For the July 2010 issue of the Reader (www.willystreet.coop/article/7603), I wrote an article titled “Changing It Up In The Produce Department,” which contained a section regarding our new produce inserts. In the article, I talked about challenges we had faced with the former inserts, and how the new inserts were addressing these challenges. Additionally, it was stated that the new inserts were a temporary “quick fix”; we had been recently approved for a complete overhaul of our product signs, but needed something in the “in-between” that was compatible with our new product data software.
Initial reaction to the new inserts was about 50% good, 50% not so good, which was really no surprise. While they looked “neat and clean,” they were different. They were functional and contained the same information as the previous inserts, but some of that information was not quite as apparent. Over time, comments dwindled and then vanished, and we returned to business as usual in the Produce aisle.
This Spring, Megan Blodgett, Willy West Produce Manager, and I sat down to talk about what we wanted from our new signs. The project had been in the works for a while but had lost steam along the way. The Communications department was swamped with a list of projects, and when we had met as a group, we struggled to find a manufactured product that we liked and would meet our needs. The project wasn’t moving fast enough, so we decided to take matters into our own hands.
Both Megan and I recognize that what we do as produce retailers is fairly unique. The majority of produce provided in our departments is organic and locally grown. This is what we wanted to really stand out on our new signs, and we knew an “out-of-the-box” product wasn’t going to meet this need. So, we did a little brainstorming and looked around to see how other Co-ops were doing there signs.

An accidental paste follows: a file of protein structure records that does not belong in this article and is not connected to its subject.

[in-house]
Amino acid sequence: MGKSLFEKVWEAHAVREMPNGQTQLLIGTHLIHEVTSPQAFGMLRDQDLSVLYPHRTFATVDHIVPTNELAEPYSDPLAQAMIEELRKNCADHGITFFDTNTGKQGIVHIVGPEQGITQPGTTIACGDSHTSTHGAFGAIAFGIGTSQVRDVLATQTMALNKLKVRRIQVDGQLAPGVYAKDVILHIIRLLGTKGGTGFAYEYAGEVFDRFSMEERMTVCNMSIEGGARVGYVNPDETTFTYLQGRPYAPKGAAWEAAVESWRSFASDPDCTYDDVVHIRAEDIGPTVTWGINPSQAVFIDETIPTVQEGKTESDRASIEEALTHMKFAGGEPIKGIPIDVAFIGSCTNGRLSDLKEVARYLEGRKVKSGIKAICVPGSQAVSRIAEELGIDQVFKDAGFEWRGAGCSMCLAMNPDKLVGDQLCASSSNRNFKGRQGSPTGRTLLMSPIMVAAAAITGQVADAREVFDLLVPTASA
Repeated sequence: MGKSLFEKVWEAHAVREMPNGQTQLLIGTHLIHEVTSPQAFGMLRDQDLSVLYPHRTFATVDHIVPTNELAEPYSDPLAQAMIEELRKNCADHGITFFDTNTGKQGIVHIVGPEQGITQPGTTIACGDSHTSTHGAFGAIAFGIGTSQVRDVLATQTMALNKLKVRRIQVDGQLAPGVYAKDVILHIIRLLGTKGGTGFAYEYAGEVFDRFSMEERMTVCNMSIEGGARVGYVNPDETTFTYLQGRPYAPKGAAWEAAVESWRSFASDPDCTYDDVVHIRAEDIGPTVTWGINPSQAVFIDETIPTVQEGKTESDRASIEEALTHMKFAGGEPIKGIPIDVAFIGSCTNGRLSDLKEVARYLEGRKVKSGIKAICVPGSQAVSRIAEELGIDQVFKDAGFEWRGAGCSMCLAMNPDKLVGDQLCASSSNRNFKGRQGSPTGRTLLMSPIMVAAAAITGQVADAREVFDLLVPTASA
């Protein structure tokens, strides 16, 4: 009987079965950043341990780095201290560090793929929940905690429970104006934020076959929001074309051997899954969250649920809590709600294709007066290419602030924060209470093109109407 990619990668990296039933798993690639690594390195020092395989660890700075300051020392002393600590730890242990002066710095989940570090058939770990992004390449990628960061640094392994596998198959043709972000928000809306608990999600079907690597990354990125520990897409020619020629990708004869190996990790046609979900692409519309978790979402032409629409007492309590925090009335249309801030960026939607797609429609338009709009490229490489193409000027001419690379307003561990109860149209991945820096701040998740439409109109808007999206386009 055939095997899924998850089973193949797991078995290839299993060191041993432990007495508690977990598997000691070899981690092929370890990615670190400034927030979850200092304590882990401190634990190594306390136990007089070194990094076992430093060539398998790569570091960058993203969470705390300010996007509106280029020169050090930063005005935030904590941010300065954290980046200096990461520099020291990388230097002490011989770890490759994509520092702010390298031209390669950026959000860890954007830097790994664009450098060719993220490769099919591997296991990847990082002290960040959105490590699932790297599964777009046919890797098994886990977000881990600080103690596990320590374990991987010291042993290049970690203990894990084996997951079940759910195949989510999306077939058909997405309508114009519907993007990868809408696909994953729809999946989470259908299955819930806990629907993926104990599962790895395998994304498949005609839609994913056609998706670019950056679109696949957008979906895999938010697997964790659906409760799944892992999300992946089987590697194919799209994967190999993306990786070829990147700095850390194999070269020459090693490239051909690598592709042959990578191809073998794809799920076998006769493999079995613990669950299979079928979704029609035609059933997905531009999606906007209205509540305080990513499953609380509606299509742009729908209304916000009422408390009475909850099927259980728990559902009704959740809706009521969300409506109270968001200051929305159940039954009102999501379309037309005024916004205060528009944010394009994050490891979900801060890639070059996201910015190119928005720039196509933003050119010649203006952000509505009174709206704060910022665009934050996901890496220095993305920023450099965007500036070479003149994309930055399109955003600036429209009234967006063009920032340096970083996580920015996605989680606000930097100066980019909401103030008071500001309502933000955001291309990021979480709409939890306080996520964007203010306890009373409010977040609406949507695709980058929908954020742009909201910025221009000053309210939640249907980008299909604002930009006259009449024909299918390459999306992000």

Here’s an example of one of the signs we came up with.
Price is fairly straightforward: it’s either sold by the pound, or by the unit (bunch, each, etc). We’ll be sliding a price insert into a pocket just like we did in the past.
PLU numbers will now be printed on the sign instead of the price insert. Currently, placement is being determined, but it’s either going to be in the lower left or lower right corner of the sign.
Product names will be clearly printed on the sign, similar to what we’ve done in the past.
Origin is perhaps our biggest challenge. At times, we may have product from two to three sources in one display. And, while we go above and beyond Country of Origin Labeling laws by indicating the state of origin or the actual farm we purchased the product from, it can be confusing, particularly when trying to source exclusively local product. We understand its difficult to determine what’s local when the sign states “WI/IL/MX” as possible origins.
We’ve received numerous Customer Comments regarding this situation during the Eat Local Challenge last year asking why we used this strategy. How were participants supposed to know which cucumber was WI grown when the sign read WI/IL/MX?